" This closing of the port of Boston was indead tyranny; this was oppression ; this was the last straw upon the back of a many moderate man" Chapter 8 Johnny Tremain pg.130" But when that bill came- the fiddler's bill- that bill for the tea, it was so much heavier than anyone expected, Boston was thrown into a paroxysm of anger and despair. There had been many a moderate man who had thought the Tea Party a bit lawless and was now ready to vote payment for the tea. But when these men heard how cruelly the Town was to be punished, they swore it would never be paid for. And those other thirteen colonies. Up to this time many of them had had little interest in Boston's struggles. Now they were united as never before. The punishment united the often jealous, often indifferent, separate colonies, as the Tea Party itself had not." Chapter 7 Johnny Tremain

"Friends! Brethren! Countrymen! That worst of Plagues, the detested tea shipped for this Port by the East India Company, is now arrived in the Harbour, the hour of destruction, of manly opposition to the machinations of Tyranny, stares you in the face." Chapter 6 Johnny Tremain page 125" It was Sam Adams himself. When either cold or excited, his palsy increased. His head and hands were shaking. But his strong seamed face, which always looked cheerful, today looked radiant.

" But everywhere the alarm was spreading. Men are grabbing their guns- marching for Concord. Paul Revere did get through in time last night. Blly Dawes a little later. Hundreds- maybe thousands of Minute Men are on the march." Chapter 10 Johnny Tremain pg. 258" If the British go out over the Neck, we will show one lantern. If in the boats-- two. Chapter 10 pg.206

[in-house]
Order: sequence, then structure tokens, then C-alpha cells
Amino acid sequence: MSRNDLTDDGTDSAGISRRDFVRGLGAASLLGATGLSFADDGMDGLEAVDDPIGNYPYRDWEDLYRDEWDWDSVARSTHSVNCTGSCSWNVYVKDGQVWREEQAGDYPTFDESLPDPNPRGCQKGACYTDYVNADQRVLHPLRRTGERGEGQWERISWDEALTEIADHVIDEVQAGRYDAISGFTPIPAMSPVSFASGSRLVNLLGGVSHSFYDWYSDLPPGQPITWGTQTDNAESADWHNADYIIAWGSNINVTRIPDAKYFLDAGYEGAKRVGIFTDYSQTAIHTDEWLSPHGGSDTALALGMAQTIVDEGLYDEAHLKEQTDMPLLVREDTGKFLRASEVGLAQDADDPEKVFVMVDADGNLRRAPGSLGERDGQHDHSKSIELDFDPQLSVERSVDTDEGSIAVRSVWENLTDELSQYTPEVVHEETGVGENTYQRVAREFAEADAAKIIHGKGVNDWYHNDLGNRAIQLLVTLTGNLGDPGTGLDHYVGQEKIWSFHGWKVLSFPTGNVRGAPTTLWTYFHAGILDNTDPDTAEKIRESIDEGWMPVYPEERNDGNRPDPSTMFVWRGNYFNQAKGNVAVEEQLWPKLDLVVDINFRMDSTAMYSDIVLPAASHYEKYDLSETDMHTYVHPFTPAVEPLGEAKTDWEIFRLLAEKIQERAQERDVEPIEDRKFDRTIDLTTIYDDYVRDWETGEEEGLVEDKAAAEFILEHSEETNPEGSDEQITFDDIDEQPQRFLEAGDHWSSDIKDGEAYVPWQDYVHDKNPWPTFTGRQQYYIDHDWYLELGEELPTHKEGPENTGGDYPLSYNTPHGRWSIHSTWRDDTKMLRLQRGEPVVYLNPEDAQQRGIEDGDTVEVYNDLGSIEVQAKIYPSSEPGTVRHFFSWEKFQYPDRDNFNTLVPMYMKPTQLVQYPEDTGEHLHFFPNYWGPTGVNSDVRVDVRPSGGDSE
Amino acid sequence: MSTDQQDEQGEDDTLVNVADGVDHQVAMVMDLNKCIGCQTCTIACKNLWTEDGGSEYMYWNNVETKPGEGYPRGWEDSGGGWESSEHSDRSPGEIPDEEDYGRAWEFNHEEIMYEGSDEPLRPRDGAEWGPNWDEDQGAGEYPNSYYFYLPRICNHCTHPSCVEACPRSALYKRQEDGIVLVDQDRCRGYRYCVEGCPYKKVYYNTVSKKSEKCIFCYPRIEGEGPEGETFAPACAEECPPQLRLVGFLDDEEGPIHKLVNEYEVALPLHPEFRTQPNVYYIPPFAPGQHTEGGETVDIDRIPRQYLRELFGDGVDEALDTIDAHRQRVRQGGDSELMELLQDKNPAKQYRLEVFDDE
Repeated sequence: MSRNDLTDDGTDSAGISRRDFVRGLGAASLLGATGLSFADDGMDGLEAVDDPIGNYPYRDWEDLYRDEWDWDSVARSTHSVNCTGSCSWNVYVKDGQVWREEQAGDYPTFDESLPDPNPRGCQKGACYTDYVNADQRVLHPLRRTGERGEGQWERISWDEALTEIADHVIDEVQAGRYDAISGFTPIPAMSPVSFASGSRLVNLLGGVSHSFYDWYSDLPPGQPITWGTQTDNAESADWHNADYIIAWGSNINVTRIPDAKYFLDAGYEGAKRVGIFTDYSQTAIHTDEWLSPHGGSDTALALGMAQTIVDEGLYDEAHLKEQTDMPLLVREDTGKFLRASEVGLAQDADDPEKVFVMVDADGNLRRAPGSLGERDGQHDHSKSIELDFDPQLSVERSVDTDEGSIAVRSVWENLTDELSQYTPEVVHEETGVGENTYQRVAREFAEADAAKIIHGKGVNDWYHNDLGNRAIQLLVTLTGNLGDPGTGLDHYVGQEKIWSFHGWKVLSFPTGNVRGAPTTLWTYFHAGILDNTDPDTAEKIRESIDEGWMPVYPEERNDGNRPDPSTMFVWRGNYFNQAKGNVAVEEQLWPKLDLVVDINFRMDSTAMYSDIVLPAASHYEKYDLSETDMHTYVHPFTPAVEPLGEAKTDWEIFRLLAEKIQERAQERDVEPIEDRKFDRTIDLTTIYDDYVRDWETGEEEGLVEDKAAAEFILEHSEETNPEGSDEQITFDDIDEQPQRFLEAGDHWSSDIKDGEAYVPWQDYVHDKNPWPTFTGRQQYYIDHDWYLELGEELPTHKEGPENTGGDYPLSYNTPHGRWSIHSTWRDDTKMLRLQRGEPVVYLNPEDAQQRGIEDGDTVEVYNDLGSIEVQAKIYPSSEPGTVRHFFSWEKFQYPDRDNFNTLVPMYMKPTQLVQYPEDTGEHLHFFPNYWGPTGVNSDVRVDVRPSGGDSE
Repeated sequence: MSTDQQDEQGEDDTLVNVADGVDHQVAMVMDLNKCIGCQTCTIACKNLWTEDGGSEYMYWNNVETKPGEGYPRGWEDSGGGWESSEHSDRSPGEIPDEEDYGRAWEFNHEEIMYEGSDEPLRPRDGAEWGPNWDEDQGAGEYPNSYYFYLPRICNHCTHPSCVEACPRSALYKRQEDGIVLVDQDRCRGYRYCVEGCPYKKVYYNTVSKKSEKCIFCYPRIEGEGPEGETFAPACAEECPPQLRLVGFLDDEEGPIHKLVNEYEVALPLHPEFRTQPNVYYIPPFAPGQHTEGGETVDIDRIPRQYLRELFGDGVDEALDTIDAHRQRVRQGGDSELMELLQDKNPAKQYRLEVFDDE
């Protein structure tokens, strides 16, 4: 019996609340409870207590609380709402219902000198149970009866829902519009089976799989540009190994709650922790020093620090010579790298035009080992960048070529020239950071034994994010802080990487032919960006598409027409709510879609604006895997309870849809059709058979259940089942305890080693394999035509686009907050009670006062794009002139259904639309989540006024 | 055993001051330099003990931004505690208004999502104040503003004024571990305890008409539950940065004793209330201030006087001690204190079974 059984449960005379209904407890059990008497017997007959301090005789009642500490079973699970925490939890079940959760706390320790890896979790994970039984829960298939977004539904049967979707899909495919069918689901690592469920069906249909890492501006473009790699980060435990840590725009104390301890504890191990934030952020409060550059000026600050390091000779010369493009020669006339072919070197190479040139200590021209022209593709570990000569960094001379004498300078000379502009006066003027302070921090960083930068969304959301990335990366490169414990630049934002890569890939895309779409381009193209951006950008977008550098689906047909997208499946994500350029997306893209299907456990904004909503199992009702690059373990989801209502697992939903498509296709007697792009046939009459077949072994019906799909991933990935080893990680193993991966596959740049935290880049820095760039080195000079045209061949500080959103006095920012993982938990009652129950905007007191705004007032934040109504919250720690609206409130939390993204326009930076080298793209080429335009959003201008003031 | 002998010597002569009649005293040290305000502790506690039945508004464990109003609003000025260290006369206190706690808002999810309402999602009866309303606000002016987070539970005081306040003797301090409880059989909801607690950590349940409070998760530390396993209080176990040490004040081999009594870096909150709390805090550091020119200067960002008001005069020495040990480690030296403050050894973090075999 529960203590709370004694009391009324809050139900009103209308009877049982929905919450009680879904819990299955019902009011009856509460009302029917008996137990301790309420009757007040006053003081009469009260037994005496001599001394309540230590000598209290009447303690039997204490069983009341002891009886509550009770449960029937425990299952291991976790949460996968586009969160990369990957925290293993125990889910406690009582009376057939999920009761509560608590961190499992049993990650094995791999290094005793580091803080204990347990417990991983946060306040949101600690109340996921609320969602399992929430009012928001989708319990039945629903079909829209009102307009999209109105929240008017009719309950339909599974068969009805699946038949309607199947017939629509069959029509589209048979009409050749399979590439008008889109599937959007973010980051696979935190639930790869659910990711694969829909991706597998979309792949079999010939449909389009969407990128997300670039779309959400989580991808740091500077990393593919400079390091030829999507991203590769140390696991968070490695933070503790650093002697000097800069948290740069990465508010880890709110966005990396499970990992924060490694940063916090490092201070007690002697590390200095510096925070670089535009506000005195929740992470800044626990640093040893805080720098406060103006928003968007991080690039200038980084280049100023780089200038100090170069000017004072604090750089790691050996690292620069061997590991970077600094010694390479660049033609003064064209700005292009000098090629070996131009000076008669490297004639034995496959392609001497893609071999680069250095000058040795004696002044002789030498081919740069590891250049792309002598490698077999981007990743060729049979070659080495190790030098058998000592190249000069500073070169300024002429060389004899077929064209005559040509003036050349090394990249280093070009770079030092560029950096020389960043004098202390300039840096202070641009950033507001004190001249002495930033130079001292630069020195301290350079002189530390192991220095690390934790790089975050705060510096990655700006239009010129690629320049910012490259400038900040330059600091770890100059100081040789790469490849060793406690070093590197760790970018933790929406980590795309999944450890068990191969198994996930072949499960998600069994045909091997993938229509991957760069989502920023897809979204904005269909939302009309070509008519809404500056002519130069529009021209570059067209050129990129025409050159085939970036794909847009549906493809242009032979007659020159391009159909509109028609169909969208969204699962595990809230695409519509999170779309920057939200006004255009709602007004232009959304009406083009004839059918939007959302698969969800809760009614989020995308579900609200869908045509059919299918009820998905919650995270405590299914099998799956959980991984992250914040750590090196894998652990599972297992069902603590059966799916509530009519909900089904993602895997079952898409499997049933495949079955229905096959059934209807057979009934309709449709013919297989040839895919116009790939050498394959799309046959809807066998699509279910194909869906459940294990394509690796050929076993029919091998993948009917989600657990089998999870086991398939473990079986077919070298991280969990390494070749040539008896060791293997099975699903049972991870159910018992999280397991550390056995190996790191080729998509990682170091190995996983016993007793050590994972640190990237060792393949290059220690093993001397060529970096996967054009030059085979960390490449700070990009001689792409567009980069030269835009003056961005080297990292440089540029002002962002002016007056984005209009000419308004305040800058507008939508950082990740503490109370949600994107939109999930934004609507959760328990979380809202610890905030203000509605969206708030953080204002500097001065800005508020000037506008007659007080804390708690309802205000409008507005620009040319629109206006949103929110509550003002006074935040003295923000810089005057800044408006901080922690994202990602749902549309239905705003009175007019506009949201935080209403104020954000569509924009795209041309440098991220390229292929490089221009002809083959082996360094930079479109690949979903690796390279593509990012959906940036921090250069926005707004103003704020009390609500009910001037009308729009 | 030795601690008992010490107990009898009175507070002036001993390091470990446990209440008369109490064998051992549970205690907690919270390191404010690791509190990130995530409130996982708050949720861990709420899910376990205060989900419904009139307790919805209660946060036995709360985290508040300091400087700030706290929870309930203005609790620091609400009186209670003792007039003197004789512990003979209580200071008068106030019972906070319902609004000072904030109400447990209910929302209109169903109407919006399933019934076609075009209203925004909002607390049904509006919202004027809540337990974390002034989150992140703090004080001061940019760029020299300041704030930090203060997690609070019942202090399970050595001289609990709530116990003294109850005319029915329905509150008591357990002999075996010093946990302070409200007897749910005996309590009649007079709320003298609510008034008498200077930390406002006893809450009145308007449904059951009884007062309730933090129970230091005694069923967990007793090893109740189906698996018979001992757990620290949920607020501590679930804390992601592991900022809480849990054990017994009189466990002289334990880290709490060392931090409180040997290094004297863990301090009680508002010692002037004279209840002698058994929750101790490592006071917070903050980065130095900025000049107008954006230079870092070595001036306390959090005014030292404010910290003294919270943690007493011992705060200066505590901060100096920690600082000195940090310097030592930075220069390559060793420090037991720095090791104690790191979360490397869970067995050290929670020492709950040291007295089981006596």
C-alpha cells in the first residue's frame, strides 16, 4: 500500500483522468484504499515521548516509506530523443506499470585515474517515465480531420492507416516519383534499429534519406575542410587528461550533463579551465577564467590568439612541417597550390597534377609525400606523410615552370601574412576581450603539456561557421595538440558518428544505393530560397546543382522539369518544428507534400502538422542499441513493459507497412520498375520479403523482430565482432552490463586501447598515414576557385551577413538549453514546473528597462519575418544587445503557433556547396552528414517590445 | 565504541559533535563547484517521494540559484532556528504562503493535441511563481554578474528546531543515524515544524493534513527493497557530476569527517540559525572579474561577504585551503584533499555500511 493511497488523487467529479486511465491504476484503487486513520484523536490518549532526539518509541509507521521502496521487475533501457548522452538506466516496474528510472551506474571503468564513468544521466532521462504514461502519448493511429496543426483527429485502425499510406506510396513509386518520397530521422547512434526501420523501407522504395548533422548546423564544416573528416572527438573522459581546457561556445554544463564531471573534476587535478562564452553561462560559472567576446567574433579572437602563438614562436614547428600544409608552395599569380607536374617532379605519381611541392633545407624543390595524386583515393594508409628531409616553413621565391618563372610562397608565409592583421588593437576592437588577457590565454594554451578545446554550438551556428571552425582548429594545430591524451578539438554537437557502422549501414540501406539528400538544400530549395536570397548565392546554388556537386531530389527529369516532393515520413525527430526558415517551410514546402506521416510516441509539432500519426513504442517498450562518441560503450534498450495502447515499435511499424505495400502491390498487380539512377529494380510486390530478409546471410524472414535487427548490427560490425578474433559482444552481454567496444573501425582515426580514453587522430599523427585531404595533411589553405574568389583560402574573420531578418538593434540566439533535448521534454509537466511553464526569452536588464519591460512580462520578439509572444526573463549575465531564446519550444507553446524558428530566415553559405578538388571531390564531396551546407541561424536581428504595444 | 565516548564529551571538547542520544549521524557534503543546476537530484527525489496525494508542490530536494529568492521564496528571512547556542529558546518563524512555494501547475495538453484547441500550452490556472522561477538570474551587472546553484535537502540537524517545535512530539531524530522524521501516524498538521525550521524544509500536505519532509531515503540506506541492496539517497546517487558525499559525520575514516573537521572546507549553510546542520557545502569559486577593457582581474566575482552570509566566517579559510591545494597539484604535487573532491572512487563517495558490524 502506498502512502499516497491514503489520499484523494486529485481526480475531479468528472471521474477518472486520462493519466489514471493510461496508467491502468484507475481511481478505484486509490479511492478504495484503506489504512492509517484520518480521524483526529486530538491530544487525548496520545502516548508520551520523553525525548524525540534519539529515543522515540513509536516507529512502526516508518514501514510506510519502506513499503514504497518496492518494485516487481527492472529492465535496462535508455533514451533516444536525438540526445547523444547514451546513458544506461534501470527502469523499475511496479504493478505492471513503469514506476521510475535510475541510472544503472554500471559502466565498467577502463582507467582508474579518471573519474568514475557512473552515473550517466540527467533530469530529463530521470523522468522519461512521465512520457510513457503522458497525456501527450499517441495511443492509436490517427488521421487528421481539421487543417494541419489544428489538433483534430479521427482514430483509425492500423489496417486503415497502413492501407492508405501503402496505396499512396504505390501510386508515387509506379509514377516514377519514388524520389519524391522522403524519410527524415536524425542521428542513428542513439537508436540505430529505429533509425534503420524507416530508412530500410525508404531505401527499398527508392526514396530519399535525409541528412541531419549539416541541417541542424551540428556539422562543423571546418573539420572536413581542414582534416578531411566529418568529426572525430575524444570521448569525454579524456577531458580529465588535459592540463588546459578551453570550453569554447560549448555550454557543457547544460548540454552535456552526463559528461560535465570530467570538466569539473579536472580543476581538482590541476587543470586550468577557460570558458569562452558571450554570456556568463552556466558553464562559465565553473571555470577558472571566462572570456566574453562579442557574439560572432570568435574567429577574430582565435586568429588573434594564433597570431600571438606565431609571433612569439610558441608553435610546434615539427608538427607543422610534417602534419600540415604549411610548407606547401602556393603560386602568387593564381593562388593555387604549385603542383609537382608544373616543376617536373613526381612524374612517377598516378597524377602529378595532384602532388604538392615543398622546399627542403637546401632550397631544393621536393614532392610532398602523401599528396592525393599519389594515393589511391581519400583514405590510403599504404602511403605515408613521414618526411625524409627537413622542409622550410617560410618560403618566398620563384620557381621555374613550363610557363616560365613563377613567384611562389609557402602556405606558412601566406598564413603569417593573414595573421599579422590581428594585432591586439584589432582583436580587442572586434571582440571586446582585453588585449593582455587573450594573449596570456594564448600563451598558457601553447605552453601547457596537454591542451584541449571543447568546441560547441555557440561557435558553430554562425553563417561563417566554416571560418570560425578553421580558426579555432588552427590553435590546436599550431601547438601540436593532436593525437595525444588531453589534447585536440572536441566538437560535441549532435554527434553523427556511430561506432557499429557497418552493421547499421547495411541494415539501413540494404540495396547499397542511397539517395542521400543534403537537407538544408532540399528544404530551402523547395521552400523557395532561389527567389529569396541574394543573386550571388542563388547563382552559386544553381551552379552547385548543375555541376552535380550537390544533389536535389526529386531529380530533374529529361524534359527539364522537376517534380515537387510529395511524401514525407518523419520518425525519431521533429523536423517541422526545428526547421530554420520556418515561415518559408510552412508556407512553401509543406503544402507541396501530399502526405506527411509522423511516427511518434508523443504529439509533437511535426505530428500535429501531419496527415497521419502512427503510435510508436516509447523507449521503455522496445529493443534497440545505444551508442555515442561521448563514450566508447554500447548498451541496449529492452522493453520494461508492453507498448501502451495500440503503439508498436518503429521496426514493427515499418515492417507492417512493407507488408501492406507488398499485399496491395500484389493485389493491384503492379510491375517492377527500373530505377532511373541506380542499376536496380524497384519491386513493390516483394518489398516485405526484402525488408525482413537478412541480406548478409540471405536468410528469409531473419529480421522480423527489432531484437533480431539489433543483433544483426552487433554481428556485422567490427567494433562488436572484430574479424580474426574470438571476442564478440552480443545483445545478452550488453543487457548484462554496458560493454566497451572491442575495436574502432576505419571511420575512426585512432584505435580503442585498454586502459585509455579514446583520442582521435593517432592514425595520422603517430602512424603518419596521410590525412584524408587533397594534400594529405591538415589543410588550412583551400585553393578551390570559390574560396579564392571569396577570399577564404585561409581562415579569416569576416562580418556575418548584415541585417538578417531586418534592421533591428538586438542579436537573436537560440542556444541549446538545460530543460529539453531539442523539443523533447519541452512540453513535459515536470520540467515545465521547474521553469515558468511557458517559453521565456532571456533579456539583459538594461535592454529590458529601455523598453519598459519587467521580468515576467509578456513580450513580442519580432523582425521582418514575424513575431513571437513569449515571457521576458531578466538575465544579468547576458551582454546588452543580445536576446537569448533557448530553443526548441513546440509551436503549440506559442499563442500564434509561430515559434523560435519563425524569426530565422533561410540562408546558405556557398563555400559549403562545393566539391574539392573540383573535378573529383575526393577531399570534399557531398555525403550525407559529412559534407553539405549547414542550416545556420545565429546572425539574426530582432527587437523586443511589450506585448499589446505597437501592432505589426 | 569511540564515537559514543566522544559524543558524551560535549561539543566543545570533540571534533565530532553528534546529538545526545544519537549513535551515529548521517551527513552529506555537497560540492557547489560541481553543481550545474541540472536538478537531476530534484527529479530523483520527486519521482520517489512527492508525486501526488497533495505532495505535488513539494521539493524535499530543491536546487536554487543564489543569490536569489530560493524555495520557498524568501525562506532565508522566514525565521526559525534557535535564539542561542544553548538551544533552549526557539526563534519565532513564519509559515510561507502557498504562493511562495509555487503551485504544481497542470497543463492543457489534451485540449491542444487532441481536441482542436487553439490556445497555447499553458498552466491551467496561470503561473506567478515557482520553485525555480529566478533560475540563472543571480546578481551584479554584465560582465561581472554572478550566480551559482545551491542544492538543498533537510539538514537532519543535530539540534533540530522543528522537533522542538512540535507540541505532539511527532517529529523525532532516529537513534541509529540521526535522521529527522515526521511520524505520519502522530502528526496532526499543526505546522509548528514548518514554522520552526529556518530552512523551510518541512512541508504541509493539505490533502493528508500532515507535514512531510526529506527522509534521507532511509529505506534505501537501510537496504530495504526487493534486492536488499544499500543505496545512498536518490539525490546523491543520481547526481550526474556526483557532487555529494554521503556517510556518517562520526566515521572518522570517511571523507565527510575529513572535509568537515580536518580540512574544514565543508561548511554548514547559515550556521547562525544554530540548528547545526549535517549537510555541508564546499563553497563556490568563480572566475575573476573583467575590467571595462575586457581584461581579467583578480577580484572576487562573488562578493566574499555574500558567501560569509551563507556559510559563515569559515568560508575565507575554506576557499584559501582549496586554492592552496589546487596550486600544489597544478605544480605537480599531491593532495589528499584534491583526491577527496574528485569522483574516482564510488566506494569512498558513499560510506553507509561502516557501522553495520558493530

The midnight ride of Paul Revere is one of the most famous historical events in the time of the Revolution. Paul Revere was one of the leaders of the Revolution he was also a member of the Liberty Tree. Paul Revere and William Daws were riding to Cambridge to warn the people there to be ready for an attack by the British. The phrase "One if by land, two if by sea." Is the way Paul Revere would know how the British troops planned on getting to Cambridge.

" It was here the men had stood; here upon this Green they had formed a thin pathetic line, a handful of farmers to resist the march of seven hundred British regulars. Here they had died. Oh, it was so hopeless and so brave, you might laugh. And you might cry." Chapter 10 Johnny Tremain pg." We give all we have, lives, property,safety,skills...we fight, we die, for a simple thing. Only that a man can stand up." Chapter 8 Johnny Tremain pg. 180

" 'We've got seventeen officers staying with us. We've got sheets by the dozen.'" Chapter 7 Johnny Tremain pg.169" 'Mah land, Johnny-boy, Icould do with every bit of help. Them Britishers expect a clean sheet every week and seems like a clean shirt everyday.' " Chapter 7 Johnny Tremain pg. 169